Pope Innocent XII
|Papacy began||12 July 1691|
|Papacy ended||27 September 1700|
|Consecration||27 October 1652
by Marcantonio Franciotti
|Created Cardinal||1 September 1681
by Innocent XI
|Birth name||Antonio Pignatelli|
13 March 1615|
Spinazzola, Kingdom of Naples
|Died||27 September 1700
Rome, Papal States
|Other popes named Innocent|
Pignatelli was born on 13 March 1615 in Spinazzola (current Puglia) to one of the most aristocratic families of the Kingdom of Naples, which included many Viceroys, and ministers of the crown. He was educated at the Jesuit college in Rome.
At the age of 20 he became an official of the court of Pope Urban VIII. He served successive popes as nuncio to Florence, Vienna and Poland. Later he went to Malta where he served as an inquisitor.
|Papal styles of
Pope Innocent XII
|Reference style||His Holiness|
|Spoken style||Your Holiness|
|Religious style||Holy Father|
Pope Alexander VIII died in 1691 and the College of Cardinals assembled to hold a conclave. Factions loyal to the Kingdom of France, Kingdom of Spain and the broader Holy Roman Empire failed to agree on a consensus candidate. After five months, Cardinal Pignatelli emerged as a compromise candidate between the cardinals of France and the Holy Roman Empire.
Immediately after his election on 12 July 1691, Innocent XII declared his opposition to the nepotism which had afflicted the reigns of previous popes. The following year he issued the papal bull, Romanum decet Pontificem, banning the curial office of the Cardinal-Nephew and prohibiting popes from bestowing estates, offices, or revenues on any relative. Further, only one relative (and only "if otherwise suitable") was to be raised to the cardinalate.
At the same time he sought to check the simony in the practices of the Apostolic Chamber and to that end introduced a simpler and more economical manner of life into his court. Innocent XII said that "the poor were his nephews" and compared his public beneficence to the nepotism of many predecessors.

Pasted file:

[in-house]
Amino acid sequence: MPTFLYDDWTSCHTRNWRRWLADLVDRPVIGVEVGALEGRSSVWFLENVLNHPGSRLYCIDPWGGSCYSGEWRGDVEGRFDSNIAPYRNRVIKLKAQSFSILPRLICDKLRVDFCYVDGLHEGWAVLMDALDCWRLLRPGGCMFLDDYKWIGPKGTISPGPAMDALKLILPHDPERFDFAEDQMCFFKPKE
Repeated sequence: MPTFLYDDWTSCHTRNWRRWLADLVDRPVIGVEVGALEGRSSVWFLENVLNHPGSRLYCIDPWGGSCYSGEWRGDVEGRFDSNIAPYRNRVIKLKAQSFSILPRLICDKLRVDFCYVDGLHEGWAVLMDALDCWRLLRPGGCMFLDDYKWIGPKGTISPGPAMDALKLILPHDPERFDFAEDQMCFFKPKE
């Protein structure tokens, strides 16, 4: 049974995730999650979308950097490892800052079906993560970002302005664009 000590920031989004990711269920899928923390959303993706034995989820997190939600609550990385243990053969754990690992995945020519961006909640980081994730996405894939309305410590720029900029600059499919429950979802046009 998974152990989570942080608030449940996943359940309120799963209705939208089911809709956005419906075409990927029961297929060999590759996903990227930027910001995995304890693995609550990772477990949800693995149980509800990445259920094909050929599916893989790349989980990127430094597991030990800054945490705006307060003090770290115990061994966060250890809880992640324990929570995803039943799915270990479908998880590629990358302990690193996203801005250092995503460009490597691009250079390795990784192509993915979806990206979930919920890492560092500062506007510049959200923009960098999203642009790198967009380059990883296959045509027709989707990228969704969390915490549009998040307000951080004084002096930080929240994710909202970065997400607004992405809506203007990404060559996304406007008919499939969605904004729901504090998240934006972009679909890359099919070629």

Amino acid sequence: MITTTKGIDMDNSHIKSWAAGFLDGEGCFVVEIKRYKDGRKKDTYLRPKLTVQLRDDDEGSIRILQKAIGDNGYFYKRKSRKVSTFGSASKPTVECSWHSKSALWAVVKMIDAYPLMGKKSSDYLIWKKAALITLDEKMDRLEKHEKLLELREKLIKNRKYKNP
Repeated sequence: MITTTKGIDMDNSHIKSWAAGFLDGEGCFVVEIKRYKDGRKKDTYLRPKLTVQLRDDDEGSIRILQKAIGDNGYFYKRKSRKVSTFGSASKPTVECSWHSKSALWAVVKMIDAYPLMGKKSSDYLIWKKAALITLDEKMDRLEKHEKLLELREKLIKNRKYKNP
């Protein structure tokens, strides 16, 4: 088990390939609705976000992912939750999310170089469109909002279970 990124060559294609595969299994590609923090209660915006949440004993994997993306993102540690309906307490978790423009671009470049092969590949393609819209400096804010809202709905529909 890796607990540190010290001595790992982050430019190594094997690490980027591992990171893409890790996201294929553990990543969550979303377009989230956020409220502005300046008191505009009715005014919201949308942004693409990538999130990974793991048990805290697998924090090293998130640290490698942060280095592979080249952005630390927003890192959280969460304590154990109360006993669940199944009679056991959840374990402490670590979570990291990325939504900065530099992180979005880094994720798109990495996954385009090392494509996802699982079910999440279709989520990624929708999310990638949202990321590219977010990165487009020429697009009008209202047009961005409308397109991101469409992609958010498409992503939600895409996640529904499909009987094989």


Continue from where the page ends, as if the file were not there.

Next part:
Innocent XII also introduced various reforms into the States of the Church including the Forum Innocentianum, designed to improve the administration of justice dispensed by the Church. In 1693 he compelled French bishops to retract the four propositions relating to the Gallican Liberties which had been formulated by the assembly of 1682.
In 1699, he decided in favour of Jacques-Benigne Bossuet in that prelate's controversy with Fénelon about the Explication des Maximes des Saints sur la Vie Intérieure of the latter. Innocent XII's pontificate also differed greatly from his predecessors' because of his leanings towards France instead of Germany; the first in the 20 years following France's failure to have its candidate elected in 1644 and 1655.
Innocent XII appears as one of the narrators in Robert Browning's long poem "The Ring and the Book" (1869), based on the true story of the pope's intervention in a historical murder trial in Rome during his papacy.
||This article includes a list of references, but its sources remain unclear because it has insufficient inline citations. (February 2014)|
- S. Miranda: Antonio Pignatelli
- This article incorporates text from a publication now in the public domain: Chisholm, Hugh, ed. (1911). "Innocent". Encyclopædia Britannica (11th ed.). Cambridge University Press.
|Catholic Church titles|
|Cardinal-Priest of San Pancrazio
1681 – 1691
|Archbishop of Naples
1686 – 1691
12 July 1691 – 27 September 1700
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